A community for students.
Here's the question you clicked on:
 0 viewing
anonymous
 one year ago
A uranium238 atom can break up into a thorium234 atom and a particle called an alpha particle, α4. The numbers indicate the inertias of the atoms and the alpha particle in atomic mass units (1 amu = 1.66 × 10−27 kg). When an uranium atom initially at rest breaks up, the thorium atom is observed to recoil with an x component of velocity of 2.9 × 105 m/s. How much of the uranium atom's internal energy is released in the breakup?
anonymous
 one year ago
A uranium238 atom can break up into a thorium234 atom and a particle called an alpha particle, α4. The numbers indicate the inertias of the atoms and the alpha particle in atomic mass units (1 amu = 1.66 × 10−27 kg). When an uranium atom initially at rest breaks up, the thorium atom is observed to recoil with an x component of velocity of 2.9 × 105 m/s. How much of the uranium atom's internal energy is released in the breakup?

This Question is Closed

UnkleRhaukus
 one year ago
Best ResponseYou've already chosen the best response.0"The numbers indicate the inertias of the atoms ... " Which numbers?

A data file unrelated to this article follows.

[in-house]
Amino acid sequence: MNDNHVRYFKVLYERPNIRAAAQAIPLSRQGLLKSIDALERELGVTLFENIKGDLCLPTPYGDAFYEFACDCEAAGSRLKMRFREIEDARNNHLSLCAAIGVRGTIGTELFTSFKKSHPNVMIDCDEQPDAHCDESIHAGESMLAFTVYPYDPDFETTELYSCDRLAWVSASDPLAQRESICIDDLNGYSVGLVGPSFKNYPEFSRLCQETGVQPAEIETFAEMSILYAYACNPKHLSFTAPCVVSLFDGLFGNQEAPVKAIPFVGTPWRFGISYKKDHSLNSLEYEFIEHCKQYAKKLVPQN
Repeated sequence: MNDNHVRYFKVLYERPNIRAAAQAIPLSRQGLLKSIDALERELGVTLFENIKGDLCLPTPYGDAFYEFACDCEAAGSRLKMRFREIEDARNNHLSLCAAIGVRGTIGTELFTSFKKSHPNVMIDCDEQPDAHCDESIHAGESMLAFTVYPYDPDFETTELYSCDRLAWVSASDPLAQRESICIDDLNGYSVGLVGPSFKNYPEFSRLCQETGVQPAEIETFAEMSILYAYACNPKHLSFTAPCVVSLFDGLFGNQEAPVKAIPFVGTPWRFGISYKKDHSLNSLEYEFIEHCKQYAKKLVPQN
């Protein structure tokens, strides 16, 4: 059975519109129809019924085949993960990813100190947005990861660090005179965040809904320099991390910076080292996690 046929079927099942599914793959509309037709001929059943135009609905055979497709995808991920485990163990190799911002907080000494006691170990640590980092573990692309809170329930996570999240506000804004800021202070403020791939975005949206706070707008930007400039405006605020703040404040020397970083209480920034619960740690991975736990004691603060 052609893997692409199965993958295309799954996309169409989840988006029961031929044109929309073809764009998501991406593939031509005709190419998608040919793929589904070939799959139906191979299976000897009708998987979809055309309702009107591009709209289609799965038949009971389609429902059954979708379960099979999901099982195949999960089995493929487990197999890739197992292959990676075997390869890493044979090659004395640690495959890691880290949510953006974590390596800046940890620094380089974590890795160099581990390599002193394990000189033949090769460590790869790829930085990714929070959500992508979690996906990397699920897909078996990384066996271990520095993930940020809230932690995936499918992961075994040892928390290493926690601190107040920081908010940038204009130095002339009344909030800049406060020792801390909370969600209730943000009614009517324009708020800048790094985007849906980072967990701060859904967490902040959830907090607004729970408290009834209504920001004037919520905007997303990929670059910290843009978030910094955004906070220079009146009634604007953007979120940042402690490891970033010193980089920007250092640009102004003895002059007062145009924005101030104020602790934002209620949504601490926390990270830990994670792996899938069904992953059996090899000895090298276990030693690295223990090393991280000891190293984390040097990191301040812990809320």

UnkleRhaukus
 one year ago
Best ResponseYou've already chosen the best response.0dw:1442991985117:dw

anonymous
 one year ago
Best ResponseYou've already chosen the best response.0So how would I figure this out?

anonymous
 one year ago
Best ResponseYou've already chosen the best response.0I understand what the inertias are because you just multiply 238, 234, and 4 by 1.66x1027

UnkleRhaukus
 one year ago
Best ResponseYou've already chosen the best response.0what are the moments of inertia?
Ask your own question
Sign UpFind more explanations on OpenStudy
Your question is ready. Sign up for free to start getting answers.
spraguer
(Moderator)
5
→ View Detailed Profile
is replying to Can someone tell me what button the professor is hitting...
23
 Teamwork 19 Teammate
 Problem Solving 19 Hero
 Engagement 19 Mad Hatter
 You have blocked this person.
 ✔ You're a fan Checking fan status...
Thanks for being so helpful in mathematics. If you are getting quality help, make sure you spread the word about OpenStudy.